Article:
A second factor is a misreading of the Constitution. The First Amendment says that the U.S. government may not establish a state religion, but it does not say that the government shall never speak to religious people or speak of religion. Unfortunately, in our risk-averse culture, many folks interpret the Constitution that way. Religion is seen as trouble, or as a source of conflict, and we don’t want to create problems by choosing sides. Some interpret the First Amendment as a gag rule: you can’t talk about religion, train government personnel in religion or interact with religious factors in foreign policy. That approach is clearly wrong.
Through the Office of Faith-based and Neighborhood Partnerships, the Obama administration did a review of how government agencies were engaging with religious actors. They found a wide range of responses. On one end of the spectrum, they found that U.S. military commanders were using something called the Commanders Emergency Response Fund to rebuild mosques. The commanders argued that in order to engage with the civilian population, the U.S. needed to reconstruct these historical and cultural landmarks damaged by war. You could make a pretty good foreign policy case for that work. On the other end, there were folks in the State Department saying that you couldn’t even talk about religion because that violates the Establishment Clause.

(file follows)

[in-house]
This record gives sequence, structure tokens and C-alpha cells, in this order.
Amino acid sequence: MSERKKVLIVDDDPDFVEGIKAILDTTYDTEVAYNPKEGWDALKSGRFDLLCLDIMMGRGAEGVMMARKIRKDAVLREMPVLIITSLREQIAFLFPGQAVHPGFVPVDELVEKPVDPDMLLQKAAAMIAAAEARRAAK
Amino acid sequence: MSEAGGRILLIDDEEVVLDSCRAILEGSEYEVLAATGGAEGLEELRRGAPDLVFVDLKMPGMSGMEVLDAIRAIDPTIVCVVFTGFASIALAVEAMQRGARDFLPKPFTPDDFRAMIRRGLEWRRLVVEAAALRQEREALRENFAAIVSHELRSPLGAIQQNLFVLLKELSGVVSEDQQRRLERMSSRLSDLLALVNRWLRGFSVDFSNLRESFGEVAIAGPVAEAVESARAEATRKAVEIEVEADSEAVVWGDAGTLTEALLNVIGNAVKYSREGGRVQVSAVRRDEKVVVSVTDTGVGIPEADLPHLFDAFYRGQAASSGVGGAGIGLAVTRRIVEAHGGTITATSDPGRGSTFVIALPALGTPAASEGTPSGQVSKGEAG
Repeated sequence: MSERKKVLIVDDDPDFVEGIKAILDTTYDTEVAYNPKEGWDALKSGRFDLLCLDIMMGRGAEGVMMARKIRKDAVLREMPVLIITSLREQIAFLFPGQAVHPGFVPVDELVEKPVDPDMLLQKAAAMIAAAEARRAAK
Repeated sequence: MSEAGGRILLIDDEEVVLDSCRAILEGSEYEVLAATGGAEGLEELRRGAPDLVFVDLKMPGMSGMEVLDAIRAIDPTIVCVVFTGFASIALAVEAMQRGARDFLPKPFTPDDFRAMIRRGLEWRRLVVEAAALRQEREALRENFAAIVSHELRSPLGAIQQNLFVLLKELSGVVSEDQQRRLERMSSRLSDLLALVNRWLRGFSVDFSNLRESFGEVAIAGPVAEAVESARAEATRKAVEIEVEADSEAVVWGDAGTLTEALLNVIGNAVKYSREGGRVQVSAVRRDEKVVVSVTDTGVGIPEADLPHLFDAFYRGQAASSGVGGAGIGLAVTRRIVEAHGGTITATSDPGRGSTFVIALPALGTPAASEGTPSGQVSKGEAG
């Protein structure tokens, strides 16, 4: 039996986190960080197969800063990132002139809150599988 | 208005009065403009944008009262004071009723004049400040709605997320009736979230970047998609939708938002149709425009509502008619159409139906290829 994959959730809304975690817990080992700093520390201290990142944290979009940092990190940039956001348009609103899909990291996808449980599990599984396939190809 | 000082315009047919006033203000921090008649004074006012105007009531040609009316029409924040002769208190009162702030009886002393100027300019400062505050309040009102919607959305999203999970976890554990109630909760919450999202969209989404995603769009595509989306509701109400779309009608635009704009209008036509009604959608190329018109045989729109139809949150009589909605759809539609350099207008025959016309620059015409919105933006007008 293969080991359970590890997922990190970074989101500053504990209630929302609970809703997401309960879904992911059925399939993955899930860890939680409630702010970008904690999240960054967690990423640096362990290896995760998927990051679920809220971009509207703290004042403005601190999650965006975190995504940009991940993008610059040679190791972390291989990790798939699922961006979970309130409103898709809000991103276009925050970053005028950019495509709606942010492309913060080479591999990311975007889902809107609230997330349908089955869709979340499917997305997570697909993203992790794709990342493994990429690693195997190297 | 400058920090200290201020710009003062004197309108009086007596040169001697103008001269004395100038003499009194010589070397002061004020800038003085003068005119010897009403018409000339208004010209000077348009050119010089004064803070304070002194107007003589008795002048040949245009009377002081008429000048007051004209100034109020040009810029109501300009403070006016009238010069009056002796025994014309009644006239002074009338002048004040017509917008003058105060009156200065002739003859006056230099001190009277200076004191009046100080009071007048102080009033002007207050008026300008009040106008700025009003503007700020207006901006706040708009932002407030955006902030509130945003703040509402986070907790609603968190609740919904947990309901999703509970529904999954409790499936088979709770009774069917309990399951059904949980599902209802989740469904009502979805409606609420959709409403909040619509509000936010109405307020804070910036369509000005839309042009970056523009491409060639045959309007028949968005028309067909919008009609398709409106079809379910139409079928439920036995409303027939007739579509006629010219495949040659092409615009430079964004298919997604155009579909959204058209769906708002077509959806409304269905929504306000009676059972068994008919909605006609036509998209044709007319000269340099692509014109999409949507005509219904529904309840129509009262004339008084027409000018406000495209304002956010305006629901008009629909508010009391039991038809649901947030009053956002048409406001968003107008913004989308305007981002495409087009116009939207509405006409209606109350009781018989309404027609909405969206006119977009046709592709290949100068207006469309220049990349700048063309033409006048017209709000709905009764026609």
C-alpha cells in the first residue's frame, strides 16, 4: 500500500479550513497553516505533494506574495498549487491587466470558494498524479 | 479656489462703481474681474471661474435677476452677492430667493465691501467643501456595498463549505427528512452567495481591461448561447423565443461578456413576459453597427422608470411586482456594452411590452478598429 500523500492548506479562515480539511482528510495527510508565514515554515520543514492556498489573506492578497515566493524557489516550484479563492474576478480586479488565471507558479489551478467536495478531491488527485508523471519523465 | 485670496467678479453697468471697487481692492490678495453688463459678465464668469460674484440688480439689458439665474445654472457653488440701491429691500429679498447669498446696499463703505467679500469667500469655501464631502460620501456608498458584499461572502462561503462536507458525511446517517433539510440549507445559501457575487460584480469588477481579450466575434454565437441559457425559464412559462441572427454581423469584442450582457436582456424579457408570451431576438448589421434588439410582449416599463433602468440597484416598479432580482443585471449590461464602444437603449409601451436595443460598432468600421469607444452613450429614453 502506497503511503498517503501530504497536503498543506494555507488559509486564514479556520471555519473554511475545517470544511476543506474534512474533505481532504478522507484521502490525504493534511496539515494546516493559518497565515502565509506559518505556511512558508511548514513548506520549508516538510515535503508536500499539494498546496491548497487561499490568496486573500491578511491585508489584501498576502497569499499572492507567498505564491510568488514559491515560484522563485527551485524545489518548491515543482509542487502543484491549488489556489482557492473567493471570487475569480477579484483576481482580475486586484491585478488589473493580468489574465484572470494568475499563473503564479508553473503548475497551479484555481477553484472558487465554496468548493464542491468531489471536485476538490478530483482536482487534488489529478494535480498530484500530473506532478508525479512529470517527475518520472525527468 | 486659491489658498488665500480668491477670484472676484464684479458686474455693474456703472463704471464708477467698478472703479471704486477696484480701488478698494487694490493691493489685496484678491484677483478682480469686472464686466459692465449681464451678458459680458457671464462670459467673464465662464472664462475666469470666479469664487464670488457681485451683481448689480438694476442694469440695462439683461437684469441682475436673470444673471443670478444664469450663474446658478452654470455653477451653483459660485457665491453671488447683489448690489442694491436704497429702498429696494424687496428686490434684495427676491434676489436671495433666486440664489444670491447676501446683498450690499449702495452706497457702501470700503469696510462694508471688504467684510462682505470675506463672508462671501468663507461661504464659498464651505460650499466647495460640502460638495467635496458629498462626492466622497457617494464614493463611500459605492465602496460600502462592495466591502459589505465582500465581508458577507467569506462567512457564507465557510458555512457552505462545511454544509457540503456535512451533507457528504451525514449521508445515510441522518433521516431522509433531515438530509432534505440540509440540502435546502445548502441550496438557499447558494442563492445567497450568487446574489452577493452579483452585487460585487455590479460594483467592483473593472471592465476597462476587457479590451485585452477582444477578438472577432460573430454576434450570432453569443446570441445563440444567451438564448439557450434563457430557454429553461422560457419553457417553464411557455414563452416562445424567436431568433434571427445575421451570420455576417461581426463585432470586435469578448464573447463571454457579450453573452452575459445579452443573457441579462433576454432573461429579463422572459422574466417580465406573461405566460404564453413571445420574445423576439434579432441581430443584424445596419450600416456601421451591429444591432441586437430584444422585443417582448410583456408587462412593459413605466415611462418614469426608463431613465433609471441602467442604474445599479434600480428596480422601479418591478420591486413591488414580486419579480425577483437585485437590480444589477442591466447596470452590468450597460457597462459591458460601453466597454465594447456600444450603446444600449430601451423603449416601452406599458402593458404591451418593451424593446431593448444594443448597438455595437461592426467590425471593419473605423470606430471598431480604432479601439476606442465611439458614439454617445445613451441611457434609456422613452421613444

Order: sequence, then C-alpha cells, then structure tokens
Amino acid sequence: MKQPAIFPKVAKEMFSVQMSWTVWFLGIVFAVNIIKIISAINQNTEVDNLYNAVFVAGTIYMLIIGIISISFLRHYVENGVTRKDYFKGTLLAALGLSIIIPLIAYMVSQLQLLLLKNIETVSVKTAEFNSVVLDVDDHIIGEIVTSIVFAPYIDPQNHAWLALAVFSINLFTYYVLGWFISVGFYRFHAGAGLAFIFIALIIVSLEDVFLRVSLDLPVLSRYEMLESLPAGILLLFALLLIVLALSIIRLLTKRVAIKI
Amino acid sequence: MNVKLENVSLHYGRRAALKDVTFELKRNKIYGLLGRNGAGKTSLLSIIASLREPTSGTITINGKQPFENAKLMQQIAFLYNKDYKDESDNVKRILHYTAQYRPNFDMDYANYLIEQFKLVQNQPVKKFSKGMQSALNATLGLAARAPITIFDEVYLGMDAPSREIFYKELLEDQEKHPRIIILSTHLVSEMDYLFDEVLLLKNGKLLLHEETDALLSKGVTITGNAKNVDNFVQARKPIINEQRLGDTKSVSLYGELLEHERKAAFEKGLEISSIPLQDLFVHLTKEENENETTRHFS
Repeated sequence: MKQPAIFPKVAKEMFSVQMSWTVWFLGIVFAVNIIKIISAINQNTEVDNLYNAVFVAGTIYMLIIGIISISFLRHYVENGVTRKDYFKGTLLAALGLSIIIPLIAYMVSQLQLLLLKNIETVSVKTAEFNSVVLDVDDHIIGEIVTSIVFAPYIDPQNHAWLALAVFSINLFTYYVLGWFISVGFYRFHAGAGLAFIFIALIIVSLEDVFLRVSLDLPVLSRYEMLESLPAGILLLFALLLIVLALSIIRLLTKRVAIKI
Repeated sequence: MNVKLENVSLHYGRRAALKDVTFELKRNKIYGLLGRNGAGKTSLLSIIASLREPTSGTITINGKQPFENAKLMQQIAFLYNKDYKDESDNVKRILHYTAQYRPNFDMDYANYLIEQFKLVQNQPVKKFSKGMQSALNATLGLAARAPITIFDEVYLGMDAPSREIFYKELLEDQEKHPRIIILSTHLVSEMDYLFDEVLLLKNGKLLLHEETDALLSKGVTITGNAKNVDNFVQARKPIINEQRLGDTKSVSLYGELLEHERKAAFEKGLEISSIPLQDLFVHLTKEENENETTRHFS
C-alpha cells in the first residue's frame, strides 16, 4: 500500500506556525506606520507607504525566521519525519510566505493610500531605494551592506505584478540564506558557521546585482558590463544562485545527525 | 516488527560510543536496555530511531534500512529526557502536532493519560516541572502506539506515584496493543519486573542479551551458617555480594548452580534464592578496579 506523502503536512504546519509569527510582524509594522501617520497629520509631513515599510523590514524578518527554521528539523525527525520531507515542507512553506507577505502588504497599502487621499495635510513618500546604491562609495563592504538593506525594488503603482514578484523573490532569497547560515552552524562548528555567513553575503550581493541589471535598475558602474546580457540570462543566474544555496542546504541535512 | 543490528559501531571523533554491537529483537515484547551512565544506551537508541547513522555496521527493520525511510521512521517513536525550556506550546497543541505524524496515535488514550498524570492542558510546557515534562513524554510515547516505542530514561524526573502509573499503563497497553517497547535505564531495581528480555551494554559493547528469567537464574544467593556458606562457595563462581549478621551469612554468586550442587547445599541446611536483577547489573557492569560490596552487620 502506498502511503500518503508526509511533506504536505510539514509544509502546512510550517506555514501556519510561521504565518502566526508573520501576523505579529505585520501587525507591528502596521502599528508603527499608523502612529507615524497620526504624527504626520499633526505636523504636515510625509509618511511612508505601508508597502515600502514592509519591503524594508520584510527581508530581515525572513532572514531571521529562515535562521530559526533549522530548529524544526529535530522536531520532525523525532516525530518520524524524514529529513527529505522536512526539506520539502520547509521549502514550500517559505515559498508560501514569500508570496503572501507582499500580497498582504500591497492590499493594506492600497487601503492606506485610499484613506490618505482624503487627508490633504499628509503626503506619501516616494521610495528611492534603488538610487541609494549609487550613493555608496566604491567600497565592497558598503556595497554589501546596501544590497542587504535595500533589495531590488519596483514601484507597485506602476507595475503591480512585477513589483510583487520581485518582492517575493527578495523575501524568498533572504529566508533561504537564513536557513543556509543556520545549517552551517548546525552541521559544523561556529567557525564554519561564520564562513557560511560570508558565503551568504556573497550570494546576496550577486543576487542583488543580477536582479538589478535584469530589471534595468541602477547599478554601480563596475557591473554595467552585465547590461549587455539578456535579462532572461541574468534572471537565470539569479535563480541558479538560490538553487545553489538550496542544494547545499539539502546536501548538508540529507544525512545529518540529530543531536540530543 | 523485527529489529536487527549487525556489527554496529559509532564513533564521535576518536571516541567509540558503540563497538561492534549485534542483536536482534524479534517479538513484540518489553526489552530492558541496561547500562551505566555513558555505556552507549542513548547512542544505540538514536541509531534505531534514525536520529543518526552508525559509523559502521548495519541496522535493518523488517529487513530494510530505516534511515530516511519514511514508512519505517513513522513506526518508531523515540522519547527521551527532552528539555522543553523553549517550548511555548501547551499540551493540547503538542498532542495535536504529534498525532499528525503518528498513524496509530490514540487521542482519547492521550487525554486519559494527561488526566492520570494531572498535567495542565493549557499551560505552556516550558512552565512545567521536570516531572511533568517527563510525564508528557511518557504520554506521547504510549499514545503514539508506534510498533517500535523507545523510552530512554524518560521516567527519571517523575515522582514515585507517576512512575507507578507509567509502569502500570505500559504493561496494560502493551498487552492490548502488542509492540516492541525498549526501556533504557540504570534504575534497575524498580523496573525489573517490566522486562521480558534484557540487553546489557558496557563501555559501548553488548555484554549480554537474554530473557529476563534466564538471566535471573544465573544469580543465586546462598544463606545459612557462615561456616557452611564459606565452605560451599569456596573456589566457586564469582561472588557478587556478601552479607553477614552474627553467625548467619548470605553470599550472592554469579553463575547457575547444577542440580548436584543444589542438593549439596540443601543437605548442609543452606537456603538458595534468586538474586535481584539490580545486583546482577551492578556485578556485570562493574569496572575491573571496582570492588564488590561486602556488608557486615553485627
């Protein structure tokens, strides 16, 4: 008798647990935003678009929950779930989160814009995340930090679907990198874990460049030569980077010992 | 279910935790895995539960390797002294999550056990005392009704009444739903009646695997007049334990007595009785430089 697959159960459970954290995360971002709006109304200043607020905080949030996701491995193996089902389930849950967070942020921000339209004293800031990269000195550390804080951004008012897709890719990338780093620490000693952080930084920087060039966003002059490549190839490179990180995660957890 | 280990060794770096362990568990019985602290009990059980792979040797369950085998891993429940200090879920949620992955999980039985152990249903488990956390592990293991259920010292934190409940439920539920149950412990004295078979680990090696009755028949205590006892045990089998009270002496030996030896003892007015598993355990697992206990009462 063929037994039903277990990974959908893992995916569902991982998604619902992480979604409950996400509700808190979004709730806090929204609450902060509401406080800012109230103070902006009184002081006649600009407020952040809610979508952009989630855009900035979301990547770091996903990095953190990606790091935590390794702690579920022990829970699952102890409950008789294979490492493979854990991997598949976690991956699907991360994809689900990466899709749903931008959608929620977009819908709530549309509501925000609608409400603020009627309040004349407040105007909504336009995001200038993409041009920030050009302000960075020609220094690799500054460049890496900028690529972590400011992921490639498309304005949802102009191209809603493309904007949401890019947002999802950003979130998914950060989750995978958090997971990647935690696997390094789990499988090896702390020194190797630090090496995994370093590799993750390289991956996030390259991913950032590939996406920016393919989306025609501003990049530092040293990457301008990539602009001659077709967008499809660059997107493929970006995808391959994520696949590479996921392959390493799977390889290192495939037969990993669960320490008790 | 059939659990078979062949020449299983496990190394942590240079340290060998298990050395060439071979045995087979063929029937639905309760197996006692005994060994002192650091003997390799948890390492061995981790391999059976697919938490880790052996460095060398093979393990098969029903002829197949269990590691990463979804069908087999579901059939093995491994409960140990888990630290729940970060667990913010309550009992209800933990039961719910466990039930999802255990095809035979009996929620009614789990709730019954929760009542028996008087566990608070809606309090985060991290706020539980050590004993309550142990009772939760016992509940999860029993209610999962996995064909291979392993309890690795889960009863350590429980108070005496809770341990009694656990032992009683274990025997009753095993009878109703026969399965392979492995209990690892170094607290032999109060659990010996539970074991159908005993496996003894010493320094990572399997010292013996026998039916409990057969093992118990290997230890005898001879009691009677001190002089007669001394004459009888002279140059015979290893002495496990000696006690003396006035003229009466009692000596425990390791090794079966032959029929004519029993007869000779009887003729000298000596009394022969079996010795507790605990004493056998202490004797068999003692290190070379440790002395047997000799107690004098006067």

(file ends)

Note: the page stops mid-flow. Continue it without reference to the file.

How would you want to further change the State Department’s approach?
It needs a greater understanding of the female face of faith. Across different time periods, cultures, geographic regions and religions, women are more religious than men. We have government programs that work on outreach to women’s groups. This is an area in which Secretary Clinton was very active, trying to focus on female education and empowerment—and for good reasons. But there is still a gap between that effort and religious engagement. Too often, when folks think of religious engagement, they think of engaging clerical leaders, which usually means engaging elderly males. They are not engaging women and youth, who are really the engines of religious organizations and activities.
What do you see as the future of this effort to engage religious actors?